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GDP elasticity question

  1. Sep 29, 2004 #1
    Hello, hope this is the right place for my question;
    Someone can help me with this one? I have got the results of a study about the growth of the chemical industry in a certain region. I got in discussion with the authors of the study because I saw that certain chemical projects which will come on stream in the future are not reflected in the projected figures.
    Their answer was that they used a scientific prdicting method based on "GDP elasticity". Can anybody explain me the basics of this?

    Keep it simple please! :yuck: Thanks a lot!
  2. jcsd
  3. Sep 29, 2004 #2


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    Typically, Elasticity in supply/demand is defined as the percentage change in the quantity supplied/demanded resulting from a given percentage change in the price of the commodity.

    I'm not sure what GDP Elasticity is, but I'll guess that it is a percentage change in the contribution to the GDP resulting from a changing price.

    If x% change in price causes and x% change in supply/demand, the commodity is said to be unit (or unitary ?) elastic.

    If you draw the supply demand curves on a logarithmic scale, a low slope represents a high elasticity.

    That's all I can tell you....wait a little bit for the experts to come along. I may be completely on the wrong track. :eek:
  4. Sep 29, 2004 #3
    Thanks, its a start!
  5. Sep 29, 2004 #4


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    Moving this to Social Sciences (which includes Economics) - where's Njorl? :confused:
  6. Sep 29, 2004 #5


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    I get the feeling this thread would have fared better in Gen. Disc. or Politics. I know that many of the folks that are regulars in the Politics and World Affairs section are quite knowledgeable in economics, and most of them will also browse thru Gen Disc.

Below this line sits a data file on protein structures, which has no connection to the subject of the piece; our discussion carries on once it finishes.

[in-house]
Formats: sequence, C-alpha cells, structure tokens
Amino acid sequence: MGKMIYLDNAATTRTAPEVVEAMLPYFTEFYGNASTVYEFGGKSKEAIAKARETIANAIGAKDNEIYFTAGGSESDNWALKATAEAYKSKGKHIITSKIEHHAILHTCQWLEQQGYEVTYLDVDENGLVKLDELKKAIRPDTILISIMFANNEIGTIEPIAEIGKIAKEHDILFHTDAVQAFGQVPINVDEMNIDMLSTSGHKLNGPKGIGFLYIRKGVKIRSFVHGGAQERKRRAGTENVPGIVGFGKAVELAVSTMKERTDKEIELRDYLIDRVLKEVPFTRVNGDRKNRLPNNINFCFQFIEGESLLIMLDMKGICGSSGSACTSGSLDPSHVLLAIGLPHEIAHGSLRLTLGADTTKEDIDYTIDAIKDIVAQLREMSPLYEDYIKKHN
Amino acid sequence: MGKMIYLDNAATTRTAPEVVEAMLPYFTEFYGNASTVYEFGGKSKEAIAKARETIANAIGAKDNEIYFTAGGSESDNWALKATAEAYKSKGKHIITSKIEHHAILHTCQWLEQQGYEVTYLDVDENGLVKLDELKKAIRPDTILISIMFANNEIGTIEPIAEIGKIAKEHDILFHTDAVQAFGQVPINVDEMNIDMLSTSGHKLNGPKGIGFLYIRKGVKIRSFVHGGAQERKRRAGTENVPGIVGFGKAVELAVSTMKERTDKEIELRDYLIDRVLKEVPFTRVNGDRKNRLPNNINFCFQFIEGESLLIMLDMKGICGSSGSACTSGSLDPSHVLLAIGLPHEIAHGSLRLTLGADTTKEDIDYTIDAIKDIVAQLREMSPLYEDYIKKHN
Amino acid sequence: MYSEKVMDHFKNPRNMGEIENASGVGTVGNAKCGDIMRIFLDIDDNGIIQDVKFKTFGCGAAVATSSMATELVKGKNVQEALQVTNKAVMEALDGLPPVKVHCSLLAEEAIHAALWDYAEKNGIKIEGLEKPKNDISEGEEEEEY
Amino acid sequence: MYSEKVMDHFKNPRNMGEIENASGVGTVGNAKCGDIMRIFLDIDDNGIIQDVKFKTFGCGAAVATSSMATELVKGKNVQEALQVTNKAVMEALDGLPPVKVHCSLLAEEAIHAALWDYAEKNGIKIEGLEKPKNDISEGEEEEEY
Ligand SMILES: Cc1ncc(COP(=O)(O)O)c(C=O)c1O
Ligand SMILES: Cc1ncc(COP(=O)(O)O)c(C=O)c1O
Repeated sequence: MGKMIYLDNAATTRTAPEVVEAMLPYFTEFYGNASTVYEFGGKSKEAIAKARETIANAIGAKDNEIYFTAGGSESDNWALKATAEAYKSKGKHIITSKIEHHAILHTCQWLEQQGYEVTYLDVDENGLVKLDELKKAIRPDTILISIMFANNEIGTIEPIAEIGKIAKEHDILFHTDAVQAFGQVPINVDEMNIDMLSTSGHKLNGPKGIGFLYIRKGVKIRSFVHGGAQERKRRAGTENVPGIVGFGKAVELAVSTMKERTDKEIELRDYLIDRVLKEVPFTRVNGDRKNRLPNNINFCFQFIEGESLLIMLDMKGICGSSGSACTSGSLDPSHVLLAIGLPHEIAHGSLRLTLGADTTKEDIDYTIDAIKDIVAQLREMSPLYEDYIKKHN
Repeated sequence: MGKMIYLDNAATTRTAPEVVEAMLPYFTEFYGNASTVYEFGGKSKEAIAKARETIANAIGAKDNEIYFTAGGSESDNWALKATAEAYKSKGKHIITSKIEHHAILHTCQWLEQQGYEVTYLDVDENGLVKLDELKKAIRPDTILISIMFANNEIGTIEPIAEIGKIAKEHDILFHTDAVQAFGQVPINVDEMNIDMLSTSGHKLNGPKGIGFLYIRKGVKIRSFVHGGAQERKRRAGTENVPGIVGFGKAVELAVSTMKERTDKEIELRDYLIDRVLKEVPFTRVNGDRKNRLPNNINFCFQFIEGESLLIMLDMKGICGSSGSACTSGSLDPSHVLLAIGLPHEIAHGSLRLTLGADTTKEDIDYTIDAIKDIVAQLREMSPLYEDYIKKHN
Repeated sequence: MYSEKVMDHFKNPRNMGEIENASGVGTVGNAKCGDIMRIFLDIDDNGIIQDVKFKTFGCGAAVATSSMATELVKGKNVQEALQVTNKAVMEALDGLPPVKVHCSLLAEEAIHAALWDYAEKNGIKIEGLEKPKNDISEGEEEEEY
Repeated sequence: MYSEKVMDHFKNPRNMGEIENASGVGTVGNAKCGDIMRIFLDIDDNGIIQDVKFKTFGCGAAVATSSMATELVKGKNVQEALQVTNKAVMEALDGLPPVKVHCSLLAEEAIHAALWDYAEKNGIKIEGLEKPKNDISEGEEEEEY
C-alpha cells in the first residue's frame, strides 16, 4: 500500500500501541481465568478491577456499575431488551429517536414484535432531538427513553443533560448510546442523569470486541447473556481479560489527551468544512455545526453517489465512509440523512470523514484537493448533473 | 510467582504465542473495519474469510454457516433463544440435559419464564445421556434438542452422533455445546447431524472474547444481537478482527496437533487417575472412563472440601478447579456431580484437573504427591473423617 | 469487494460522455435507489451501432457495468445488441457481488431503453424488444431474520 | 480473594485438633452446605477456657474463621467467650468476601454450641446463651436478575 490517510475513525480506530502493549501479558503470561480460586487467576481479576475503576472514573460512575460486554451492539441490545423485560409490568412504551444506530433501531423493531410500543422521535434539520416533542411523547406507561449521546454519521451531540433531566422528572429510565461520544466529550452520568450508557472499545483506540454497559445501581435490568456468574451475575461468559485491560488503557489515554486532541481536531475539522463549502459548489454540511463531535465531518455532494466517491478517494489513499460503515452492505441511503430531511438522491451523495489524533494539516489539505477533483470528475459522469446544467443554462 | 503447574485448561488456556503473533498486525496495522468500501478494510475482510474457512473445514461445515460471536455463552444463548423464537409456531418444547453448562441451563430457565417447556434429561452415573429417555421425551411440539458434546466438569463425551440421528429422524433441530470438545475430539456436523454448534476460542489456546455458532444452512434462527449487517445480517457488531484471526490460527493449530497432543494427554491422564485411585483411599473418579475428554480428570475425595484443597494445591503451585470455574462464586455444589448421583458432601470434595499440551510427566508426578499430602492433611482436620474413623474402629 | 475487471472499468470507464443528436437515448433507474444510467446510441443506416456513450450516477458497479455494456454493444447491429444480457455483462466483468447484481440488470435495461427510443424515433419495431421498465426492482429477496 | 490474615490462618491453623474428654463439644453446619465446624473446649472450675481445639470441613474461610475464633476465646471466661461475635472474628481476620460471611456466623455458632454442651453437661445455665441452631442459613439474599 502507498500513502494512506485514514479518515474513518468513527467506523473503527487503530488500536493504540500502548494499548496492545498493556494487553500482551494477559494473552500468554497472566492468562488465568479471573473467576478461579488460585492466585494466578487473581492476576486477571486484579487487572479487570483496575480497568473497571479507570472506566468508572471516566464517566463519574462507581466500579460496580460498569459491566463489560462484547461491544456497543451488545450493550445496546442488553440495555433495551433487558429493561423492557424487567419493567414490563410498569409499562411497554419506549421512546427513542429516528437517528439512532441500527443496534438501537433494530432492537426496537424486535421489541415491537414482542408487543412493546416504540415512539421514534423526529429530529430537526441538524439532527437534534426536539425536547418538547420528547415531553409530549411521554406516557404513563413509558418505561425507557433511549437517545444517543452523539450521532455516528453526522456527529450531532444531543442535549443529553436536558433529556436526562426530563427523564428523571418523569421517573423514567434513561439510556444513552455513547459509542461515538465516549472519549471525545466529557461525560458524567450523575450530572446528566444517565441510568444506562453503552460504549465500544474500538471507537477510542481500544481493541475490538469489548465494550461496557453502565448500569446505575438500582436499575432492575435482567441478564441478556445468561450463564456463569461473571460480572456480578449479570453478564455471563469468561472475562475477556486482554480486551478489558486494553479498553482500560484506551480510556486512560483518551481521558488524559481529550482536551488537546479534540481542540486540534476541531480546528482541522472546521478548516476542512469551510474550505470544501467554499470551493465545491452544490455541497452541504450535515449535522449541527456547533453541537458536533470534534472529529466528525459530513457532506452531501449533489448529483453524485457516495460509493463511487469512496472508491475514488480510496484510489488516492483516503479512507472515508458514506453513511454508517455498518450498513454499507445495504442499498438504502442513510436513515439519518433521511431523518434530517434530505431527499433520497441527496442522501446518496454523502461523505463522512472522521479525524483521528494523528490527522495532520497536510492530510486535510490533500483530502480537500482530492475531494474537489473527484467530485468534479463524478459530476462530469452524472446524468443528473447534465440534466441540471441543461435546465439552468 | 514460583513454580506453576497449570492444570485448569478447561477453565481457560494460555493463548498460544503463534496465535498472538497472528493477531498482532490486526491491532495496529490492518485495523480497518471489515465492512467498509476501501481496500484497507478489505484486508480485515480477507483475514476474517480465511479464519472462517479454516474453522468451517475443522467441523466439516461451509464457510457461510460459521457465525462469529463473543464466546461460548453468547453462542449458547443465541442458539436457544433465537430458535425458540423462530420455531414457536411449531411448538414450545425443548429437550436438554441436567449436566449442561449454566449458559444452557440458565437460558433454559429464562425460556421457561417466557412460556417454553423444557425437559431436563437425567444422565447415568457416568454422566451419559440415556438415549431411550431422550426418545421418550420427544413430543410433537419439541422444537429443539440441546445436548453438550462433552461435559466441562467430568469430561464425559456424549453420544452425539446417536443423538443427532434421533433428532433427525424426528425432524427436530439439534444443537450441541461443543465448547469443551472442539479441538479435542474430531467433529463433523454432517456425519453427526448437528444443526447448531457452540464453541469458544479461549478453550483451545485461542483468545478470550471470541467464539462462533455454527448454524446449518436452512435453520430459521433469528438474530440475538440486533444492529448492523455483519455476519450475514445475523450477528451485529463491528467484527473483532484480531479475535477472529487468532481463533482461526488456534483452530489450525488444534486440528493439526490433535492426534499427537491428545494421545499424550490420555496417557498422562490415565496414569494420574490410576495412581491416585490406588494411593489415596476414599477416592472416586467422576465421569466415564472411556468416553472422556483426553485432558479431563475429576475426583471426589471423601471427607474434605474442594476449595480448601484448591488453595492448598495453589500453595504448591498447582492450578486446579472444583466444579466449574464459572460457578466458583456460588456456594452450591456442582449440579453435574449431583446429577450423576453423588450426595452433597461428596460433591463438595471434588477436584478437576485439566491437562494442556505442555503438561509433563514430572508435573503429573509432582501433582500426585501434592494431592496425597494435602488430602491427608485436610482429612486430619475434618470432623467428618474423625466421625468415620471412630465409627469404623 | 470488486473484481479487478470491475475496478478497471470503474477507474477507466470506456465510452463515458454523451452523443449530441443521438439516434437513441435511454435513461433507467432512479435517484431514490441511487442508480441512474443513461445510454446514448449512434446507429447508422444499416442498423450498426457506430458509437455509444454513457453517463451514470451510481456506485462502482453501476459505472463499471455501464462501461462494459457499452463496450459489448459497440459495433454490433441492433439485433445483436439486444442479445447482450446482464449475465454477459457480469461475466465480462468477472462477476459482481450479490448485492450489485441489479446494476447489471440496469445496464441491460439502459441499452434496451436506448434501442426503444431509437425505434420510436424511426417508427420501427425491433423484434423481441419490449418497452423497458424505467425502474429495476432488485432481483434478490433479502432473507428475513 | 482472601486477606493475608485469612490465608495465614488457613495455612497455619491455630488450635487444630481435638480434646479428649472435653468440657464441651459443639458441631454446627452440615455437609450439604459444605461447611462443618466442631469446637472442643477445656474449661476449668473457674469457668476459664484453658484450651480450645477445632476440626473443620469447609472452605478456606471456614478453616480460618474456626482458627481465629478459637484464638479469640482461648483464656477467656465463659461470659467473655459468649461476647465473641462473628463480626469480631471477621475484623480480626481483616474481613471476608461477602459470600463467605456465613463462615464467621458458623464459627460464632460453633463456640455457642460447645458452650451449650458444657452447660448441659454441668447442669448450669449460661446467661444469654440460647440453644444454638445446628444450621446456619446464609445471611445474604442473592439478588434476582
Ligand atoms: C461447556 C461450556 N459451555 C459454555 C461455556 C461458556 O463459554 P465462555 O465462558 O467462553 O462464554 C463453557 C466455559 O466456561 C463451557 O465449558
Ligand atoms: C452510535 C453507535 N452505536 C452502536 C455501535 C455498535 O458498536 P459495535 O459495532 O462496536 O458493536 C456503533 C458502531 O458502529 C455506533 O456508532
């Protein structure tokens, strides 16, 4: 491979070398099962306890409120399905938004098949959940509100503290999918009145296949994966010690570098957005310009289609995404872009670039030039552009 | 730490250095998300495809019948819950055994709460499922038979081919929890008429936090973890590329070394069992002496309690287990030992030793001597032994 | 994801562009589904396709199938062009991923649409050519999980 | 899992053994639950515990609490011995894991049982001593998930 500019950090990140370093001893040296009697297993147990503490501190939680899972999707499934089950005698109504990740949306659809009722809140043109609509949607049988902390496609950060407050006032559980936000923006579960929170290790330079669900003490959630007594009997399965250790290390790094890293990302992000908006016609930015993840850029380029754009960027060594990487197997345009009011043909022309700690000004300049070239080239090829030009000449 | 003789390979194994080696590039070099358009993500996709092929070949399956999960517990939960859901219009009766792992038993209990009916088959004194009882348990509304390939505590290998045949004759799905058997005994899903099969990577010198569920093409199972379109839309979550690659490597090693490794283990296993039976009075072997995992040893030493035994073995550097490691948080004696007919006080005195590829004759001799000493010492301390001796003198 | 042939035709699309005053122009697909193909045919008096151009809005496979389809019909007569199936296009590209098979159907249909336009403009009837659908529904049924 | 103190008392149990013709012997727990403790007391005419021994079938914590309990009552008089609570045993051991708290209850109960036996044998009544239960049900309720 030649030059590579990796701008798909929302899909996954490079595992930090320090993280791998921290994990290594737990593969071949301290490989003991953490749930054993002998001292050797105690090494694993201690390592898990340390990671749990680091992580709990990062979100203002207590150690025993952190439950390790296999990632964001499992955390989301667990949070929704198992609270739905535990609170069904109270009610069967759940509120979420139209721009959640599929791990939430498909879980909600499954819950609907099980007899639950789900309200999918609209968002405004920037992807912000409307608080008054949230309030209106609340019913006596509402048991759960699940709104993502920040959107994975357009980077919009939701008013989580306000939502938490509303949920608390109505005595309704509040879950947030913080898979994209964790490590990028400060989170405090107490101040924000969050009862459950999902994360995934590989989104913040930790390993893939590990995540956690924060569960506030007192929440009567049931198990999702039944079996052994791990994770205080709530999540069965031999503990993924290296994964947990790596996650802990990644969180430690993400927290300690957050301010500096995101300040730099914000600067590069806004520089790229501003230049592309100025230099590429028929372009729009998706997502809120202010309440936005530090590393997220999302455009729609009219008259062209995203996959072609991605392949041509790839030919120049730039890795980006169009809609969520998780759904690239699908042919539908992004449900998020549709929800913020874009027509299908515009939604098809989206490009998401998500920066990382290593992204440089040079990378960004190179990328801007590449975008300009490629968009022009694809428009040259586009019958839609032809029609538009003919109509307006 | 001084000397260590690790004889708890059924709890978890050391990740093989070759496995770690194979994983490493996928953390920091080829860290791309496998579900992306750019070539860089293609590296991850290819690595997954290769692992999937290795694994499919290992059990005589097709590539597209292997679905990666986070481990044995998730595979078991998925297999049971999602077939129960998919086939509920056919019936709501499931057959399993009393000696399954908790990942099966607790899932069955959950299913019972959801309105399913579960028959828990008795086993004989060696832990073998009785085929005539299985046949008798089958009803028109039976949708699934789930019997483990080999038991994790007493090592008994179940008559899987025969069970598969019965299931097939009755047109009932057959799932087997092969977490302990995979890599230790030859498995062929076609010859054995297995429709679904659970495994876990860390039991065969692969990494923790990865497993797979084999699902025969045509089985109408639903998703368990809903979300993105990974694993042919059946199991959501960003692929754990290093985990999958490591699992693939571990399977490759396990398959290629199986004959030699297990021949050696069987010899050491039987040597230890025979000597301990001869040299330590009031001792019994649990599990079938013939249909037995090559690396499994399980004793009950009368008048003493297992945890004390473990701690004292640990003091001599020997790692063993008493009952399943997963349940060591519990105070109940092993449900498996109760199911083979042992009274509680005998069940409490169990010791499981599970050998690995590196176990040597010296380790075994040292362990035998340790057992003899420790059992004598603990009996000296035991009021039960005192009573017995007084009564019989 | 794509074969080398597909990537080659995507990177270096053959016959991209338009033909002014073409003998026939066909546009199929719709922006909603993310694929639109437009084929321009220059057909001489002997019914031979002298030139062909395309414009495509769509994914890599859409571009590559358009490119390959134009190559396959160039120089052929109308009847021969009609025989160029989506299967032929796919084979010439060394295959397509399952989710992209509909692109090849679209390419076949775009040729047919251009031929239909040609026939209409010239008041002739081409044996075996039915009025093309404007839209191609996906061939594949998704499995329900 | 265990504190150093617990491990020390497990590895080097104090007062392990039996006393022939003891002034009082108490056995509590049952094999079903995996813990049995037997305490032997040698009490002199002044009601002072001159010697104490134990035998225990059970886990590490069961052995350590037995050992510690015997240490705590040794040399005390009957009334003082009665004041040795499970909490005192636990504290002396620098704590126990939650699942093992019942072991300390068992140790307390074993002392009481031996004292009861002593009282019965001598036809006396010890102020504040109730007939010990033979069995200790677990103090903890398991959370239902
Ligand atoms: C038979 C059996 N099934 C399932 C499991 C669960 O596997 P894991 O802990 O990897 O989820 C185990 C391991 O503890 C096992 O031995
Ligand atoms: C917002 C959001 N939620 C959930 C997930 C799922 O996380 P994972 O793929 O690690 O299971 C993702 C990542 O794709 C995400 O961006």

I haven't seen Njorl in like ages now.
  7. Oct 30, 2004 #6
    Surely it is the responsiveness of agreggate demand/ supply to inflation?
  8. Oct 30, 2004 #7


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    When in doubt, google. Here is a little tutorial on elasticity. Scroll down to elasticity of macroeconomic variables and you will see that GDP can have elasticity with respect to a number of variables.
  9. Nov 28, 2004 #8

    GDP elasticity in the context you mention it would be in the form

    % change in GDP / % change in chemcal projects ( probably measure in $)

    they would (should) have projected the impact of future chemical projects based on a calculated elasticity using available data. The elasticity could be used in a regression to better estimate the growth of the chemical industry in a region.

    If you constructed a regression in the form
    where y is the value of

    y = Const + 0.12RegGDP + 0.0016PChemProd

    then you could construct another variable around the amount invested in new chemical projects adding something like 0.00012AnnRegChemInvst where the 0.00012 would be the elasticity in question (AnnRegChemInvst would be the monetary value of the certain chemical projects you mention). Giving

    y = Const + 0.12RegGDP + 0.0016PChemProd + 0.00012AnnRegChemInvst

    Something like anyways

  10. Dec 3, 2004 #9
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